Kate Barrington
by Kate Barrington
fast facts

About Kanni

22-25 inches
35-48 lb
14-16 years
not applicable
Best Suited For
active singles, house with a yard, hunters
loyal, trainable, independent, territorial
Comparable Breeds
Greyhound, Borzoi
Kanni Basics

At first glance, you might think he’s a Greyhound. In fact, the Kanni does look remarkably like one of those lithe coursing hounds, but the Kanni hails from South India where he is also known as the Maiden’s Beastmaster. This breed is classified as a sighthound, though it is largely used for coursing game, and it is a royal indigenous breed seen exclusively in black-and-tan or black-and-sable combinations.

The Kanni hails from South India where he is also known as the Maiden’s Beastmaster.


The name Kanni translates to “pure” in Tamil, and it is a name bestowed upon the breed for its loyalty and purity of heart. Also known as the Maiden’s Beastmaster, this breed is a voracious defender of its territory against wild animals and has been traditionally given as a gift to newlywed brides for protection. Though these dogs come in two color combinations, only the black-and-tan version is allowed to carry the name Kanni – the black-and-sable variation is called Chippiparai. Though loyal to a fault, this breed is primarily used for hunting.


The exact origins of the Kanni breed are unknown and it is unfortunately the case that the breed has become extremely rare and there are no current efforts in place to revive it.


Traditionally, Kanni are fed milk for breakfast, corn porridge for lunch, and Ragi porridge at tea time. Meat is only given on a weekly or monthly basis. If you plan to keep this breed, however, it is recommended that you choose a high-quality adult dog formula (or an active or working breed formula) to ensure complete and balanced nutrition.

As a sighthound, the Kanni is an intelligent and trainable breed.


As a sighthound, the Kanni is an intelligent and trainable breed. You must consider, however, that these dogs were bred to work independently so you can expect your dog to be a little willful at times. These dogs are very territorial and loyal, however, so they can be trained for protection as well as hunting. It is best to start training and socialization from a very young age, especially because these dogs can become quite voracious when it comes to defending their territory and their people.


The Kanni is a medium-sized breed, typically growing between 35 and 48 pounds. Males are a little larger than females, standing about 25 inches tall with females standing about 22 inches tall.


Generally speaking, Kanni are shy dogs. When it comes to their family, however, they are extremely loyal and can be very protective. This breed is generally easy to train, but they are prone to independence, so you should expect your dog to exhibit a will of his own from time to time. These dogs generally aren’t known for being destructive, though that is certainly a possibility if the Kanni’s exercise needs are not met.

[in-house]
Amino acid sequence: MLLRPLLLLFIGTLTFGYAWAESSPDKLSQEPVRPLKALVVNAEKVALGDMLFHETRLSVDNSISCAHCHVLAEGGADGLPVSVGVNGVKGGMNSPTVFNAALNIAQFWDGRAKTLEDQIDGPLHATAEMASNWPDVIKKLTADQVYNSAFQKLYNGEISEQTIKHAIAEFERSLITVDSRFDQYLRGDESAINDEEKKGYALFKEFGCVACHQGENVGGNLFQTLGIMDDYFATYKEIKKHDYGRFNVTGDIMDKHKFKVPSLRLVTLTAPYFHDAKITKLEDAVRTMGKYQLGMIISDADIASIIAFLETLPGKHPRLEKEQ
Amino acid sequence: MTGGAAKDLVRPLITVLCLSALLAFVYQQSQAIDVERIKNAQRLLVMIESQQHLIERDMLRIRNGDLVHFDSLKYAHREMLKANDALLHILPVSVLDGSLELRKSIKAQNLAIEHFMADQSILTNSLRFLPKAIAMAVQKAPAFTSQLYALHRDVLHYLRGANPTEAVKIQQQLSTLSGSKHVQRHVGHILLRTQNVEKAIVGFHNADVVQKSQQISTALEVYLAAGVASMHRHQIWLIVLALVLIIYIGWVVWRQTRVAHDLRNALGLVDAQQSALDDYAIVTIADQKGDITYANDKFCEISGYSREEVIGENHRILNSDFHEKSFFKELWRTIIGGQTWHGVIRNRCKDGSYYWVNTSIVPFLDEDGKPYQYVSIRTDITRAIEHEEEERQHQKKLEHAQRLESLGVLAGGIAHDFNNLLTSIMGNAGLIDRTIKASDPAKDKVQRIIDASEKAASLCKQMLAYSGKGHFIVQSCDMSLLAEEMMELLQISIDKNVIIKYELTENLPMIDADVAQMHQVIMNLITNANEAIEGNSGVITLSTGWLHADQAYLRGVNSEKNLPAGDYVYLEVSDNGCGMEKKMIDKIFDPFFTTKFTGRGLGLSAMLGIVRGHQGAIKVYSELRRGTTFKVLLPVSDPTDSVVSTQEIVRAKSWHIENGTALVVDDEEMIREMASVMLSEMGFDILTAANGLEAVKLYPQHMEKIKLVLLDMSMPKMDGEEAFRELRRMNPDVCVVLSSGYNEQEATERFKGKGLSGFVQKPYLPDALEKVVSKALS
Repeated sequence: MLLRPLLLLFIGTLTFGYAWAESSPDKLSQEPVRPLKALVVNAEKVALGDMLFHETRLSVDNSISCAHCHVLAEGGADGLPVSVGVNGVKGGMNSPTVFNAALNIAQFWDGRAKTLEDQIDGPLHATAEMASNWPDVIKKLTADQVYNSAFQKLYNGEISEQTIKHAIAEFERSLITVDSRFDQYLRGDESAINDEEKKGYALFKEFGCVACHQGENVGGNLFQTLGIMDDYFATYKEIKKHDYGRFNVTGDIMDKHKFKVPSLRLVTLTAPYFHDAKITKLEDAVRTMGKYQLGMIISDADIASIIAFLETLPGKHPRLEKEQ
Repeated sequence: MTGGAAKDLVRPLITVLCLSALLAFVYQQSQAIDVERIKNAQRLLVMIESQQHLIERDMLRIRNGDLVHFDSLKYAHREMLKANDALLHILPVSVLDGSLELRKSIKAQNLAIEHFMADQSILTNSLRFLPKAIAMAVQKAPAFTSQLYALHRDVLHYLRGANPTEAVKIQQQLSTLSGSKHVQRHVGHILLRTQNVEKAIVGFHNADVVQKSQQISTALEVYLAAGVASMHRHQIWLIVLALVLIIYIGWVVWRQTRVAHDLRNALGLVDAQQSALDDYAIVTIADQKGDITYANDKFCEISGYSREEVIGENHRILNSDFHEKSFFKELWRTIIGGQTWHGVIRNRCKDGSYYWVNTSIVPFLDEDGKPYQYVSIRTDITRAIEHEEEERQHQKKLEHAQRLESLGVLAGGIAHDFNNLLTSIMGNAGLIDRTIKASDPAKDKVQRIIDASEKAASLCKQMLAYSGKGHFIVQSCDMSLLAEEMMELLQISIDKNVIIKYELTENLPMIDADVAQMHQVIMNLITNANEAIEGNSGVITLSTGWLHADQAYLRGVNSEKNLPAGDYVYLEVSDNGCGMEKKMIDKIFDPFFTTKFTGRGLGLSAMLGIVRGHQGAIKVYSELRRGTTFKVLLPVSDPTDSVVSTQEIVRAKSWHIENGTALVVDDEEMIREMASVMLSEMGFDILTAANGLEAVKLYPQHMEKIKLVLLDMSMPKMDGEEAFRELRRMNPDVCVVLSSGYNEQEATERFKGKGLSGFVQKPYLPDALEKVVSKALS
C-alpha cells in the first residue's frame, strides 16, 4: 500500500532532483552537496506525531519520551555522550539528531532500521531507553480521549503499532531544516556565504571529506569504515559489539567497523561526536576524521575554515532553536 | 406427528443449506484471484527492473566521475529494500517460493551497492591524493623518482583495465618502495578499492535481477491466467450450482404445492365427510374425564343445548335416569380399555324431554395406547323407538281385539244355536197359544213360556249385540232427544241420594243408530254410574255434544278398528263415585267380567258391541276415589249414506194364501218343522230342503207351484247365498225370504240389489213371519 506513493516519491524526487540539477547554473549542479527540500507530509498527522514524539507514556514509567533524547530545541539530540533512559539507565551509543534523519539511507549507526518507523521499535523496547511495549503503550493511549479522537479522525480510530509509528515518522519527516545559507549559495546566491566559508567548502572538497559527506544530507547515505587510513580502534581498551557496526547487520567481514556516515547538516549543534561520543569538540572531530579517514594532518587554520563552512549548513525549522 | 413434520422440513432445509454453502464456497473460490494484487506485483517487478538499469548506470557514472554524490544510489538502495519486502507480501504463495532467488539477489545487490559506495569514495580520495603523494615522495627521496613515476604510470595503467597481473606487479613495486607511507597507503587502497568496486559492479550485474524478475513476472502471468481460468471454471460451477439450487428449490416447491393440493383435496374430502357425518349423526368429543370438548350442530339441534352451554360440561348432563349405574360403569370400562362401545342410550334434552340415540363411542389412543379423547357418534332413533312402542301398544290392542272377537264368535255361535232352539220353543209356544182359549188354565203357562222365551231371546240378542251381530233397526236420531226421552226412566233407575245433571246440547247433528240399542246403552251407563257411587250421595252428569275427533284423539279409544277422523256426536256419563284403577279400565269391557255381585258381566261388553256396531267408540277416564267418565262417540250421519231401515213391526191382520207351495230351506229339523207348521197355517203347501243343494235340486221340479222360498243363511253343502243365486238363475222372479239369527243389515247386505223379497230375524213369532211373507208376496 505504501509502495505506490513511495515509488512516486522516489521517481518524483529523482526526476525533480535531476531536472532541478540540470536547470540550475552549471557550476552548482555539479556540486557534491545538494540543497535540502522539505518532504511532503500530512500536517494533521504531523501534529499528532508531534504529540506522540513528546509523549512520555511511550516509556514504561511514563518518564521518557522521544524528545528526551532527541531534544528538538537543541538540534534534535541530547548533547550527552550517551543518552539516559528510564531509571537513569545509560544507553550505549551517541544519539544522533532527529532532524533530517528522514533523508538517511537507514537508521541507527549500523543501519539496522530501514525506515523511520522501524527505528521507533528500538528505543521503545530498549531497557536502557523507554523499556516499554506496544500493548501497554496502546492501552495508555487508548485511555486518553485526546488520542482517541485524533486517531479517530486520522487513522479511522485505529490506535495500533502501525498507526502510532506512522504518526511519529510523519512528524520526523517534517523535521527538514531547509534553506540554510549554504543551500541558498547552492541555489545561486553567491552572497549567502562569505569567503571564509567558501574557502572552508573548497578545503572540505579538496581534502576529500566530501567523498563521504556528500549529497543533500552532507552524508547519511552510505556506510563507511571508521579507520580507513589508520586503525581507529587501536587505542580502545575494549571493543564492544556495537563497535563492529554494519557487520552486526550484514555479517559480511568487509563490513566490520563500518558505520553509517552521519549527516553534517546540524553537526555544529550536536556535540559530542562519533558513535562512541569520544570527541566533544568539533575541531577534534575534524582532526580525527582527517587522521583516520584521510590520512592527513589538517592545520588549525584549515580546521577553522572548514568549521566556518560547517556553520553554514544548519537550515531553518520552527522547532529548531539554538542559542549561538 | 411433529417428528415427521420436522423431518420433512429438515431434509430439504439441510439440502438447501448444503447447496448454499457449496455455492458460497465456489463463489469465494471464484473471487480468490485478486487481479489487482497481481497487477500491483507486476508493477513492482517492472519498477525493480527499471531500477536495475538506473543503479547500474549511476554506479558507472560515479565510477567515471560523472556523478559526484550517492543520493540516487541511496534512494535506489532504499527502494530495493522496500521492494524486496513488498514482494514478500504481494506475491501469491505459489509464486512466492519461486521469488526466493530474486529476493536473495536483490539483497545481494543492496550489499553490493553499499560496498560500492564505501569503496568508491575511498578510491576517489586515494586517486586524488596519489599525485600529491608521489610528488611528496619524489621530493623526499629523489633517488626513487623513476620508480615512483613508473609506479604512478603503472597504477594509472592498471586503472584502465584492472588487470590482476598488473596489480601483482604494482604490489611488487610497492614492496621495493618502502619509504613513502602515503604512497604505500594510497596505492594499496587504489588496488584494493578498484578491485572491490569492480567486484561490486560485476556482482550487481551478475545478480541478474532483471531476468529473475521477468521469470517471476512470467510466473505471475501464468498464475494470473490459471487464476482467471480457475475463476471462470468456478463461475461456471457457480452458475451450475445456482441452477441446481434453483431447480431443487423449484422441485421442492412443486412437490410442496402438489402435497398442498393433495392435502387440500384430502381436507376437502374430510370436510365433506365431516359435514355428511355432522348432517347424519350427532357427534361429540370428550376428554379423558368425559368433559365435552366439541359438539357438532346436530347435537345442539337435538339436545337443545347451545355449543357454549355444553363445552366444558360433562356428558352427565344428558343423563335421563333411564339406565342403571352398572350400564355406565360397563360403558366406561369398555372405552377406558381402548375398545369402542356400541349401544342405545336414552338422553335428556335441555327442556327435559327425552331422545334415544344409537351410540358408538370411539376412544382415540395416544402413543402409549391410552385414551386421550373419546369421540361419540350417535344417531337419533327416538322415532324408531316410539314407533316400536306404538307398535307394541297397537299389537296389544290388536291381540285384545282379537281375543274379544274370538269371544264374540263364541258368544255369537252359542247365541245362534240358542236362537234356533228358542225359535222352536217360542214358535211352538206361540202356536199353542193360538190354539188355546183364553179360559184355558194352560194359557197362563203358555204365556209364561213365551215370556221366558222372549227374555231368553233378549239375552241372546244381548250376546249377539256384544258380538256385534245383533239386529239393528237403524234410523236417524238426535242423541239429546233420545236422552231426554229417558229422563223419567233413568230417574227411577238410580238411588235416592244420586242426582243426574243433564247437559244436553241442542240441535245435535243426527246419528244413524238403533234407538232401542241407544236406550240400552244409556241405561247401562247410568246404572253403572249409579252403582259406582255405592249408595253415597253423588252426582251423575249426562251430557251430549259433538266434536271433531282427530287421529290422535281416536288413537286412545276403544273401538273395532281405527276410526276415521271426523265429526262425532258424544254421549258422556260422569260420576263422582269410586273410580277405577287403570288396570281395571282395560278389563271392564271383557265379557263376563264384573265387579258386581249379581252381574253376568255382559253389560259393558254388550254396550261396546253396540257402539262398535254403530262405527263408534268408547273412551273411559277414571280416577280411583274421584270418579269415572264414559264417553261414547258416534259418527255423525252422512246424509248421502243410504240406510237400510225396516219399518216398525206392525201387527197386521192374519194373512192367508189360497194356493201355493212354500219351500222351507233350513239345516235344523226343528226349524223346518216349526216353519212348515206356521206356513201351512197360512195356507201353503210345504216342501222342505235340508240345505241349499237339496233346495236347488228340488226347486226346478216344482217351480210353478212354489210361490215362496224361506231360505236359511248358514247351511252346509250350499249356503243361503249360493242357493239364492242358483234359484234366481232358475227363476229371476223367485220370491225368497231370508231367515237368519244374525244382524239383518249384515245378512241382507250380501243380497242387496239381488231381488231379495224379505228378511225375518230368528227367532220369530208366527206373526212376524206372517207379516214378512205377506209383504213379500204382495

Common Health Problems

Little is known about inherited health problems in this breed, though some assumptions can be made based on its size and use. These dogs are likely prone to musculoskeletal issues as well as bloat. Some sources also say that they are affected by dental problems, liver disease, tapeworms, and fleas and ticks.

Life Expectancy

The average lifespan for the Kanni breed is very long, between 14 and 16 years.

Exercise Requirements

As a hunting breed, the Kanni has fairly high needs for exercise. These dogs are not intended to be kept as family pets, though their temperament may allow it provided their exercise needs are met. This breed needs at least an hour of moderate to vigorous exercise per day, though more is preferred.

Recognized Clubs

The Kanni is not yet recognized by the AKC. In fact, it is only recognized by the Kennel Club of India (KCI) at this time. The KCI registers this breed with two names – the black-and-tan variety is the Kanni and the rest are known as Chippiparai.


The Kanni is a medium-sized breed with a short, close-lying coat. Common colors for the breed include brown with black, red, fawn, cream, or white coloring. Each coloration has a unique name associated with it. Because their coats are so short, this dog requires very little grooming and shedding is fairly low. They do not require professional grooming but may need to be bathed occasionally if they get dirty out in the field.


The Kanni is a very rare breed, so little is known about statistics such as litter size. Because these dogs usually don’t get larger than 50 pounds at maturity, it isn’t necessary to feed puppies a large-breed formula. Standard puppy food will be adequate until the puppy reaches 12 months of age, at which point he should be switched to an active or working breed formula.

Photo credit: KOMBAI WORLD/Shutterstock; Ikhwan Ameer/Shutterstock; Sadasivam Chelladurai/Shutterstock

Kate Barrington
Kate Barrington

Kate Barrington is the loving owner of two cats (Bagel and Munchkin) and a noisy herd of guinea pigs. Having grown up with golden retrievers, Kate has a great deal of experience with dogs but labels herself a lover of all pets. Having received a Bachelor's degree in English, Kate has combined her love for pets and her passion for writing to create her own freelance writing business, specializing in the pet niche.

More by Kate Barrington